Don't Let the Perfect Be the Enemy of the Good: VOTE

Fiona Waters

August 30, 2020

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Voting for a president this November can feel like choosing between the "lesser of two evils'' rather than making an impactful statement. Until ranked-choice voting gains popularity, the "winner-takes-all" voting system used in our democratic republic also perpetuates this cycle. But, as Jarrett Hill, political journalist and podcast host puts it, "When this is all over, we're going to end up with either Joe Biden or Donald Trump as president."

That reality can be discouraging to admit, especially if you morally and actively support a system with multiple parties. Since the founding of the U.S., voters seeking to change the system have been told, "This election is too important for you to use it as a statement," and "Now is not the time." Today people are still singing the same refrains. I'm not sure if I agree with them or not. Sometimes the best candidate wins, and they still enact terrible legislation. So, does my vote even matter?

In the 2016 election, Hillary Clinton won the popular vote but lost to Donald Trump in the Electoral College. That discrepancy led to the idea of abolishing the Electoral College, which was created with racist intentions, becoming mainstream once again. Maybe the person you wanted to win didn't win, but your vote still sends a message. The election also brought to light some of the major issues with the voting process in America: long lines, outdated machines, confusing voter restrictions, and more.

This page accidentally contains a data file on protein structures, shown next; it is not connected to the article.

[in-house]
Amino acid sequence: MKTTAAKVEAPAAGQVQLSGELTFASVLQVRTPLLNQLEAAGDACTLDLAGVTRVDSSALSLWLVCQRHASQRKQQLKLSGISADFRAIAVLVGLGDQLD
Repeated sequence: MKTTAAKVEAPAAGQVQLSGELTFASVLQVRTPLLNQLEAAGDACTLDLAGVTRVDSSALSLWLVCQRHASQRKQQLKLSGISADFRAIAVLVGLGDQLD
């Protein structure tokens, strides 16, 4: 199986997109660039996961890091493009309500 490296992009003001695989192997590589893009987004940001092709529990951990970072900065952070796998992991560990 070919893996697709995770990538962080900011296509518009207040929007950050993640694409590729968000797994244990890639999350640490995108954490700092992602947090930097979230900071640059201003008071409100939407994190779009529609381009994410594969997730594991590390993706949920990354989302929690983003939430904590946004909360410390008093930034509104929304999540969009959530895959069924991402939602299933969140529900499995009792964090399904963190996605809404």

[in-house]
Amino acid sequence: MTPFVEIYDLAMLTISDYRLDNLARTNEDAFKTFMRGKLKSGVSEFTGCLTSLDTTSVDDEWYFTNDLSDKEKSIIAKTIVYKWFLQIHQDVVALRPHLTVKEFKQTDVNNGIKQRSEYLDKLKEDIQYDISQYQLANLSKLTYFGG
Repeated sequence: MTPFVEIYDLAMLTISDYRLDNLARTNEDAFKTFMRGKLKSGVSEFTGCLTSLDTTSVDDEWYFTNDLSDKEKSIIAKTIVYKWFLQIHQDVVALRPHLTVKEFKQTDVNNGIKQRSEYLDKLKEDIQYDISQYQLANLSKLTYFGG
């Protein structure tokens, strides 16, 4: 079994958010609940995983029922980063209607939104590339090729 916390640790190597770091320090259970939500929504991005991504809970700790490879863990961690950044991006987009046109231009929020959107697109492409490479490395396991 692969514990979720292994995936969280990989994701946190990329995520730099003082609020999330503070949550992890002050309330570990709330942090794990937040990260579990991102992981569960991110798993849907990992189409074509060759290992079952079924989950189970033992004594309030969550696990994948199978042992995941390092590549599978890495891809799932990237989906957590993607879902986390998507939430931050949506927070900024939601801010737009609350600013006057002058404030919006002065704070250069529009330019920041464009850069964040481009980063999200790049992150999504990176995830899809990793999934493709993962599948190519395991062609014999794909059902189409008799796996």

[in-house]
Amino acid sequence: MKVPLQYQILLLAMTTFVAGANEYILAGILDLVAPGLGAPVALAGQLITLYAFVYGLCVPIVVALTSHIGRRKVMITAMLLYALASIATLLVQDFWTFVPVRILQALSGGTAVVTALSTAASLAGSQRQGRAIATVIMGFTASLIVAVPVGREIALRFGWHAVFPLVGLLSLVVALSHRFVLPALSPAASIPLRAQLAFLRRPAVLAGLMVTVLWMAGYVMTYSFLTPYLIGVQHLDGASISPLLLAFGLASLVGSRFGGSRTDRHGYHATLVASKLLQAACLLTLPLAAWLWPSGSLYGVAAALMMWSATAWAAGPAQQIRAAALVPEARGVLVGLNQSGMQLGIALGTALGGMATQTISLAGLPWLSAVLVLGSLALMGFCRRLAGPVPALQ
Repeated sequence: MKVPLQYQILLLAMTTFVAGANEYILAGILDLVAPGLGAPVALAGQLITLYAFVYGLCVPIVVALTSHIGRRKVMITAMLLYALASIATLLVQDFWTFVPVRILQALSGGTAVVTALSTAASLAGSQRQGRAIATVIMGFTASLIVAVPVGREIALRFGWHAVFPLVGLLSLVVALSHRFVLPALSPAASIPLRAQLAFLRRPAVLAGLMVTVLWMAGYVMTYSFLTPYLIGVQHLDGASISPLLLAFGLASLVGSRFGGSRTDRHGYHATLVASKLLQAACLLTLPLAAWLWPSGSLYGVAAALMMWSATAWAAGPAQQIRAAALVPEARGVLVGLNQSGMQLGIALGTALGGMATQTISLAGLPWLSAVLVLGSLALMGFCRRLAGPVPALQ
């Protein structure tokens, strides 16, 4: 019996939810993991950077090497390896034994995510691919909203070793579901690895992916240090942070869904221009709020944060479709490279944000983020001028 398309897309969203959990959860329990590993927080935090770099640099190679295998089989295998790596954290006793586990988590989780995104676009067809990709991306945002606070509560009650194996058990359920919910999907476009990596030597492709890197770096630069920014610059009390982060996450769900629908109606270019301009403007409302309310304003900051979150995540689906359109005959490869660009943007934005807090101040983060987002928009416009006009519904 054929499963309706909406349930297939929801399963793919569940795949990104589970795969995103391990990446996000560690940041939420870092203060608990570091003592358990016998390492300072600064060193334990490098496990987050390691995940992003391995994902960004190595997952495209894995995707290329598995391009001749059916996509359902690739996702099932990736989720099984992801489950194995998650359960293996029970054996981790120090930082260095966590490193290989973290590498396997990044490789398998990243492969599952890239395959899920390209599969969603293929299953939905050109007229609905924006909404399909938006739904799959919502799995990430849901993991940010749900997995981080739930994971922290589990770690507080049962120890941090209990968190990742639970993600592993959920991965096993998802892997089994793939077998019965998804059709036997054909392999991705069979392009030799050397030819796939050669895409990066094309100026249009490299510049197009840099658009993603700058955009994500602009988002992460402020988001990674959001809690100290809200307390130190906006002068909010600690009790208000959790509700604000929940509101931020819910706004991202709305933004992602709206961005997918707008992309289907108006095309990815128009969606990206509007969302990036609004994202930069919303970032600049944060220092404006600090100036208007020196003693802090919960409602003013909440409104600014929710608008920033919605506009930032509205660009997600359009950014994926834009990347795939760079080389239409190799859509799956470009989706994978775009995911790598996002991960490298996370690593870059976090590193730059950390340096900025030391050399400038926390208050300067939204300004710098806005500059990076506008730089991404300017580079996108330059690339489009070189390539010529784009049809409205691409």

Election statistics also show that who voted and who didn't vote matters. "Democrats are losing votes and ... the numbers [Republicans] are getting are holding pretty consistent," explains David Becker, executive director and co-founder of the Center for Election and Innovation and Research. To me, this only further indicates that Trump won, and could win again, based on consolidation of power and numbers, and not on ideology.

You could make the argument that uniting the Democratic party to vote for Biden is exactly the same thing that Trump is doing to win elections. However, I am a believer of the paradox of tolerance. Uniting a party against Trump is not even comparable to uniting a party against Biden. If you need a reminder, here's a list of the endless amount of deregulation for the environment, emergency funds, education, civil rights, and more that the Trump administration has imposed. You could also just take a look around you: Trump's mismanagement of COVID, record unemployment, human rights violations, failure to respond proactively to police brutality, and overall media distraction techniques.